Pharmacogenetic Testing: A New Advancement in Technology

Pharmacogenetic testing, a newer form of study, can completely rid the medical field of the “trial and error” testing.

Jade Lilly, Writer

Pharmacogenetic testing, also known as pharmacogenomics, is a newer form of testing used to study how your genes affect the way your body responds to different medications (Medline Plus). 

This in turn allows doctors to eliminate the trial-and-error process that millions of patients have to endure throughout their life, which can allow individuals to receive treatments that work for them faster than before. 

For example, according to the National Institute of General Medical Studies, “Pharmacogenomics looks at variations in genes for these proteins. Such proteins include liver enzymes that chemically change drugs... One liver enzyme, known as CYP2D6, acts on a quarter of all prescription drugs. For example, it converts the painkiller codeine into its active form, morphine. There are more than 160 versions of the CYP2D6 gene” (NIH).  

So, with this, it shows that numerous individuals all have different variations of the same gene, making it difficult to make medication for everyone around the globe.

Thus, the test’s ability to identify the variations, it can expediate the process of finding the right medication tenfold.  

In addition to this, the PubMed Central states, “it is estimated that the annual economic burden of non-adherence is about $300 billion in the United States” (PMC).  

Thus, with the accuracy increased with some medications, people can reduce the cost of switching around dosages and medicine, which can save individuals quite a bit of time and money in the long run. 

Plus, this test can even speed up the process of creating medication and maximizing the benefits individuals receive from the prescribed medication.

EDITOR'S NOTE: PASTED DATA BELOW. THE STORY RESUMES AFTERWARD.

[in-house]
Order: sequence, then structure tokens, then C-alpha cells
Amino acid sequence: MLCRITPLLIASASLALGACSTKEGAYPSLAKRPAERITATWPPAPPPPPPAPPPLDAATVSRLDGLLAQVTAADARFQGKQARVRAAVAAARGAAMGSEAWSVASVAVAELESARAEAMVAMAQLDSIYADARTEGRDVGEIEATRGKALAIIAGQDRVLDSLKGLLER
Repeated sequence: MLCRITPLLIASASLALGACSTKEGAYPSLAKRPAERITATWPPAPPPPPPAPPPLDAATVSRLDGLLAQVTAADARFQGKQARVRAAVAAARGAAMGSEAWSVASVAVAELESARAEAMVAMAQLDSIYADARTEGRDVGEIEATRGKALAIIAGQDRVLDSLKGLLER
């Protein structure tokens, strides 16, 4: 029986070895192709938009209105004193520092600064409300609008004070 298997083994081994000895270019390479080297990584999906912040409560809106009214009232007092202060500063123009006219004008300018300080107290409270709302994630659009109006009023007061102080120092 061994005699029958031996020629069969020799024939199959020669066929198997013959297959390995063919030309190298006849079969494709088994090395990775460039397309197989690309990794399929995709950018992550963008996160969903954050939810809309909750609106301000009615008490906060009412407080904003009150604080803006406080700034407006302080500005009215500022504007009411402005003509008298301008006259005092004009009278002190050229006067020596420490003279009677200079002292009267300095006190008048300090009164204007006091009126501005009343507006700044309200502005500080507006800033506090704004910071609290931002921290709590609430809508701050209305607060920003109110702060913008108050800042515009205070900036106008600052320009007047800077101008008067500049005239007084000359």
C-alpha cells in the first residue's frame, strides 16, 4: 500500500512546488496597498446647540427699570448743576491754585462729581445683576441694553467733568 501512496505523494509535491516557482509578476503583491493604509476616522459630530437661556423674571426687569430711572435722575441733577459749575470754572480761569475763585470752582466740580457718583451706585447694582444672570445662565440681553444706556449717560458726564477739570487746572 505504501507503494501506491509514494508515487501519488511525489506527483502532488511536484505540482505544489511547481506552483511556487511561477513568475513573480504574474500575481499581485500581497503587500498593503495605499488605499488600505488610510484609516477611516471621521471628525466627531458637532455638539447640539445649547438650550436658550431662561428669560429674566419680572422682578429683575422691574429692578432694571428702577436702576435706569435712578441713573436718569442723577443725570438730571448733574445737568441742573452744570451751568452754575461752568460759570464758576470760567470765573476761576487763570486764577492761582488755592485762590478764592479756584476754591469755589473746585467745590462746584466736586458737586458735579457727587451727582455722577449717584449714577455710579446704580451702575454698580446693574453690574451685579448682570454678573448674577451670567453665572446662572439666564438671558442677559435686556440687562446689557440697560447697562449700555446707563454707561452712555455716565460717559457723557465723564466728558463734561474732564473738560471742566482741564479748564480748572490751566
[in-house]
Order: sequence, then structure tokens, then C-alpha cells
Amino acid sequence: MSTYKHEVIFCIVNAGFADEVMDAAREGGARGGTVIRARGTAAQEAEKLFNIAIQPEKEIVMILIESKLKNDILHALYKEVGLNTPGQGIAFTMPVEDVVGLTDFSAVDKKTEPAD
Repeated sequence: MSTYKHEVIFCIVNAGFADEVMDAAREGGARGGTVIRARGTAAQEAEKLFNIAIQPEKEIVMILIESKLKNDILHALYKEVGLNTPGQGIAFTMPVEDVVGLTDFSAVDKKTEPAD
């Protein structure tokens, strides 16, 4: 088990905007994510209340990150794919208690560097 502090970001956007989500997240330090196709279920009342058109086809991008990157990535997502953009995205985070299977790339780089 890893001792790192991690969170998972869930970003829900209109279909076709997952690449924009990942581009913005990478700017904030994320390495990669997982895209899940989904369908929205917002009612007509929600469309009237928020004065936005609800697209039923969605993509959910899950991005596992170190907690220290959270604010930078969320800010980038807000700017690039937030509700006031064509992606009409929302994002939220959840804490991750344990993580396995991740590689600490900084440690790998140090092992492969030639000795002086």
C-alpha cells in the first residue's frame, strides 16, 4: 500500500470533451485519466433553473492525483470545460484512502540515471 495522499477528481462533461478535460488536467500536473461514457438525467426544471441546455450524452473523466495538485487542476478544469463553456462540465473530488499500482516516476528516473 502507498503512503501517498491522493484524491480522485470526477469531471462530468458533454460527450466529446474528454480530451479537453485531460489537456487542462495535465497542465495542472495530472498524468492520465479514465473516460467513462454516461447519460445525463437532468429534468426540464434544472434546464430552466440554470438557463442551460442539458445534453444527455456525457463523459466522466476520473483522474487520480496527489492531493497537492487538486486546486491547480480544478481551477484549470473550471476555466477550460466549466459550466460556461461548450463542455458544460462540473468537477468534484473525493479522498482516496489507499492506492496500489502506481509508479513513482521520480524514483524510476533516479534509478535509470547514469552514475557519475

To have this test done, you can request it from your primary care doctor. It is recommended that you have it done before starting a new medication to see if you will have dangerous side effects, the proper dosage, and whether or not it would even be effective (Medline Plus). 

The testing process usually extracts DNA from the patient through blood tests, a cheek swap, or a saliva test, so there is little preparation needed for it (Medline Plus). 

Unfortunately, this type of testing is not available for all medications. As of now, it only tests for Abacavir, Carbamazepine, Tamoxifen, and Warfarin (Medline Plus).  

Due to the test being in the early stages of its usage, it is not commonly used to determine the correct dosage for patients and is usually only used as a “last resort” for individuals who have gone through multiple medications that have not worked.  

However, with the large amount of potential it holds, and with the accuracy only increasing, this test can likely be expanded to most-if not all-medications that are currently being distributed throughout the world. 

With the expansion of the test, it can help others across the globe discover the medication that is right for them. It can also help patients receive the proper care they need without spending most of their paycheck on doctor’s appointments.